19. diameter of the connection pipe to the engines of the second stage measured in the graphic using a ruler
20. steps 1 to 5, 8 and 9, 12 to 14, 16 repeated using the result of step 19
21. step 20 repeated for the nozzle of the second stage.
22. subtraction of the results of steps 19 to 21 from the LOX-amount resulting in step 17
23. adding on all weights per stage to the weight of the stage – without and including the propellant(s)
24. repition of steps 1 to 5, 7 and 8, 13 and 14 repeated for the cone futurely containing the payload
25. adding the result of step 24 to the result of step 23
26. subtraction of the result of step 25 from the real weight of the QuickReach taken from the QuickReach Fact Sheet available under www.airlaunchllc.com
27. subtraction of the nozzle of the second stage from the result as the nozzle of the first stage.
28. Multiplication of the result by ratios distributing the result of step 27 over two stages
29. adding the nozzle of the second stage to both results

calculation completed!

Calculation of the QuickReach2 including the CXV

A. starting at the second stage
1. multiplication of the vehicle share of the QuickReach by the CXV/(cone + 1000 pounds)-ratio
2. addition of the original engine share
3. calculation of the ratio to the original joined share
4. multiplication of the result with the original tank share
5. addition of the result of step 4 to the result of step 2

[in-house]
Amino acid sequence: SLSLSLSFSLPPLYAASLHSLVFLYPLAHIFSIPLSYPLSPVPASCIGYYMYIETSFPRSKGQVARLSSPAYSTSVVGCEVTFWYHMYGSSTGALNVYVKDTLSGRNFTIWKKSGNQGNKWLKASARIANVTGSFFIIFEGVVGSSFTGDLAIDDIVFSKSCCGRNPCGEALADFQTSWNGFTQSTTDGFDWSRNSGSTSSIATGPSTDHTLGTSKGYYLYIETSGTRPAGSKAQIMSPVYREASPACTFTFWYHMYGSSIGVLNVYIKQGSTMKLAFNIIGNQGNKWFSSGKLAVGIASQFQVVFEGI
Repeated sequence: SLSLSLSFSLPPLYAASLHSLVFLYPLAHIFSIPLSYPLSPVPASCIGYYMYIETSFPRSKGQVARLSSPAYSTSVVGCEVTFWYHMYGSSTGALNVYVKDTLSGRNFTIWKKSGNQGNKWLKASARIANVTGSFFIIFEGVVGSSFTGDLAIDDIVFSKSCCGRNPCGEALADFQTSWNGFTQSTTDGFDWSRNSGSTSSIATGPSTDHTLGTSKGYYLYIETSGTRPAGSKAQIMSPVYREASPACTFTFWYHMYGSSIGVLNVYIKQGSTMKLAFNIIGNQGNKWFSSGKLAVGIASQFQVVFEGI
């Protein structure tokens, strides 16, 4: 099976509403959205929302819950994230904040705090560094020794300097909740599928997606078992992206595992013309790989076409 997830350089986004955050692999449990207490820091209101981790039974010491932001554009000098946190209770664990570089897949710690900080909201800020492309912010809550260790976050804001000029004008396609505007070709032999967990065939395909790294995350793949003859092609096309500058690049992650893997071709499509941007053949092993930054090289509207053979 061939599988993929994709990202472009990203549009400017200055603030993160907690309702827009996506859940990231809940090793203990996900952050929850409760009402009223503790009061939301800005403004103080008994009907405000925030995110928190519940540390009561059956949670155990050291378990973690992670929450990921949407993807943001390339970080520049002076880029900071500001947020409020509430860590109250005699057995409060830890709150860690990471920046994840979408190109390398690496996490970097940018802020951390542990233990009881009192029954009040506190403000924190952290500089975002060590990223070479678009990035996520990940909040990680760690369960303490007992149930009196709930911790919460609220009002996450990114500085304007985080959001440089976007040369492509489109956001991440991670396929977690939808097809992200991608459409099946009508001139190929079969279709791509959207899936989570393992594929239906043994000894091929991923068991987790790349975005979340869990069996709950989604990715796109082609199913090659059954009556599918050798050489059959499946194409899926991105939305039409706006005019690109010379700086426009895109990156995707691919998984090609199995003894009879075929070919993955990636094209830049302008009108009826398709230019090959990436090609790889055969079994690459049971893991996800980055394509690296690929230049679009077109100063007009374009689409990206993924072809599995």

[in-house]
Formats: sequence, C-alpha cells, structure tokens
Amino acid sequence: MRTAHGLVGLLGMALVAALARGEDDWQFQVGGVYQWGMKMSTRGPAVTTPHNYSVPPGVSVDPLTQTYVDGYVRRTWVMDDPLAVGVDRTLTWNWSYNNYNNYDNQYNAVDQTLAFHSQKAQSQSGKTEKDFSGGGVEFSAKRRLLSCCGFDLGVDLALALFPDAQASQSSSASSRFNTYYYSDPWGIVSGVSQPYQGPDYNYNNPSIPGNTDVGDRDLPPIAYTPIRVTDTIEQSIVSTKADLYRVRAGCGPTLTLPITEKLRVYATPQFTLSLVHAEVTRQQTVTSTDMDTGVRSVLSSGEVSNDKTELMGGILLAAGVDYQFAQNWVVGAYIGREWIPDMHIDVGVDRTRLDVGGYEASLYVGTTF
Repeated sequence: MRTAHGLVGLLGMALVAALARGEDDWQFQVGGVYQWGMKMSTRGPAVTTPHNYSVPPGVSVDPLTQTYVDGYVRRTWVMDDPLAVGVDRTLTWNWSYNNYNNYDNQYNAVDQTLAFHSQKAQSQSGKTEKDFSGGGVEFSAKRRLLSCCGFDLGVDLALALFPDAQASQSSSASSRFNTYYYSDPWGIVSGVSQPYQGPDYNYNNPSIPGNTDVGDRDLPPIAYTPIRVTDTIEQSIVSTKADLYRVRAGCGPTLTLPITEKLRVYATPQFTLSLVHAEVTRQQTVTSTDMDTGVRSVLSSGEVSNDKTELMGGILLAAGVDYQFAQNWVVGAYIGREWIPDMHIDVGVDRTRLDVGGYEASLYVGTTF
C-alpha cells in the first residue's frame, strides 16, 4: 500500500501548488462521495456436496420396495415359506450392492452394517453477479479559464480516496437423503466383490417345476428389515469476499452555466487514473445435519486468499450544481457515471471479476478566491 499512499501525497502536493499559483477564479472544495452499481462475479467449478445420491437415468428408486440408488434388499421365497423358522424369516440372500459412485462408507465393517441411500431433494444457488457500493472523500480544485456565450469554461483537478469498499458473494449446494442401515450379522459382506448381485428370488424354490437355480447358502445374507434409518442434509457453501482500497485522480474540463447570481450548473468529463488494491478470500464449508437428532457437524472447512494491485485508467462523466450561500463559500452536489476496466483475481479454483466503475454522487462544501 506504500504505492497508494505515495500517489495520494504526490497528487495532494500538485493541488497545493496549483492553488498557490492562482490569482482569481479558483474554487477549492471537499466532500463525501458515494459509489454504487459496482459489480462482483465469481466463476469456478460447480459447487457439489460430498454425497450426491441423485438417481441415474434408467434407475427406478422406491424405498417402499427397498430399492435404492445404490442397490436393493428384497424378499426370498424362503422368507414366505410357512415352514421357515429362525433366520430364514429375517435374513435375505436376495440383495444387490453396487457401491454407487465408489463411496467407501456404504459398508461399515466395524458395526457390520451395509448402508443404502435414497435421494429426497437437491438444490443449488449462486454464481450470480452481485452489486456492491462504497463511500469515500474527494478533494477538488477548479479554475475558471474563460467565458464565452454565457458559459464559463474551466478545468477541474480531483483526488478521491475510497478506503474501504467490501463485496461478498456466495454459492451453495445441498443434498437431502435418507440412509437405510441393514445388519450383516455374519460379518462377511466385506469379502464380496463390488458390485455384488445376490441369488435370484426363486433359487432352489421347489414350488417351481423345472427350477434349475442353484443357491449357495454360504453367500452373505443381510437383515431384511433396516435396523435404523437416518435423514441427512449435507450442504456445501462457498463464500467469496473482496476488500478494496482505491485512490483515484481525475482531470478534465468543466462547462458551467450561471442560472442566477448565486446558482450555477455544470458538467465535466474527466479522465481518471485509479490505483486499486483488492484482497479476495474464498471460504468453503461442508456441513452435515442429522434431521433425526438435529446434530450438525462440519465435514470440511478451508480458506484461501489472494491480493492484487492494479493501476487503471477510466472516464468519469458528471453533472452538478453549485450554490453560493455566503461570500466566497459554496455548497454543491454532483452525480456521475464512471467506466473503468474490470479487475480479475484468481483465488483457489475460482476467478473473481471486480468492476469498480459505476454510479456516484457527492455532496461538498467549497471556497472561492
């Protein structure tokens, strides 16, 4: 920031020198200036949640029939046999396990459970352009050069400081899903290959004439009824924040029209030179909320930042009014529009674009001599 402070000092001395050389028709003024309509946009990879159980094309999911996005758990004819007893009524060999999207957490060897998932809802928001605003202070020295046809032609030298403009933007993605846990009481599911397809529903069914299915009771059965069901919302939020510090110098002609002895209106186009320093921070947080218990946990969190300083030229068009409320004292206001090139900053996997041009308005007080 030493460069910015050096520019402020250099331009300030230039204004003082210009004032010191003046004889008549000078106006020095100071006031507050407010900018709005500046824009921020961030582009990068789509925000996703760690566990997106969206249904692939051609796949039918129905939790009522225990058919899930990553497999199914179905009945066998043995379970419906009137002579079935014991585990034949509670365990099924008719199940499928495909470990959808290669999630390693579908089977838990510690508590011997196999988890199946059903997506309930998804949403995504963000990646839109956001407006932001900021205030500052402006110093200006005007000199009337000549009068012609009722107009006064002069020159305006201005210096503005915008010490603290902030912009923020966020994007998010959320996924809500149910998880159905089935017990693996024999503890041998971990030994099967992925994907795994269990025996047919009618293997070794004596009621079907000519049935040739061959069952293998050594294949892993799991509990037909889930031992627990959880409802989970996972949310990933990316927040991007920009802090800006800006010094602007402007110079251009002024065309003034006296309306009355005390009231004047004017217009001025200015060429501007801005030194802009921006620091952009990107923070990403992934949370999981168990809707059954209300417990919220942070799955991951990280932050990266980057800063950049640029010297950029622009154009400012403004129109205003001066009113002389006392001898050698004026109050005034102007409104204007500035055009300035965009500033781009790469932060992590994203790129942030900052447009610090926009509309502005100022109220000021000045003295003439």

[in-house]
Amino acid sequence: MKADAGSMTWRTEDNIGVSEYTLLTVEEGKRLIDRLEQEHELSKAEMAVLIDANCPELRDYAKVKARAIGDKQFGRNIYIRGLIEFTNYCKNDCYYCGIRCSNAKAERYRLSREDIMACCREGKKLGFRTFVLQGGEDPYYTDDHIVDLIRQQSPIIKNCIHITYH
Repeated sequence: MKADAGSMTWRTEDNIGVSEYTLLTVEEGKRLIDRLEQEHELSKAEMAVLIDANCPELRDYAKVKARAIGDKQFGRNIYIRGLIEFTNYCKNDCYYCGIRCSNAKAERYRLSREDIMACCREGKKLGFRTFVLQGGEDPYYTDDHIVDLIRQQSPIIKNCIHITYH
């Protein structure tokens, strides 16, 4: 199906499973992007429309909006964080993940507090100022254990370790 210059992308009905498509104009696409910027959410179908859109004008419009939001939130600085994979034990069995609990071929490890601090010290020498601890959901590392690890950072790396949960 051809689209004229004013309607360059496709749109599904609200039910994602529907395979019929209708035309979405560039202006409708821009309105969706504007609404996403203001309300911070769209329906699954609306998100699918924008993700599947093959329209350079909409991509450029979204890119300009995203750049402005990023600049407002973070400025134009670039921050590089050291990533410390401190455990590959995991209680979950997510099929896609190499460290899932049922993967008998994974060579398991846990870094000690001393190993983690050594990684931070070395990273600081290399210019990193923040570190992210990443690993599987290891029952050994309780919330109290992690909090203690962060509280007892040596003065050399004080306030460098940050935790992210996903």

6. multiplication of the result of step 3 by the orginal LOX-amount
7. calculation of the required volume by division by LOX-density
8. calculation of tank-length by application of a selected diameter
9. calculation of the surface by application of the length and the selected diameter
10. multiplication of the surface by a selected thickness and the density of aluminum to get the weight
11. epetition of steps 6 to 10 for propane
12. addition of the weights as the launch weight of the scond stage

B. first stage
like second stage but including additional steps:

1.2 calculation of the ratio between the second stage and the original second stage
1.3 multiplication of the share of the original second stage by the result of step 1.2
2.1 addition of the result of step 1.3 to the result of step 2
13. addition of all weights including the CXV
14. addition of all LOX-amounts
15. addition of all propane-amounts.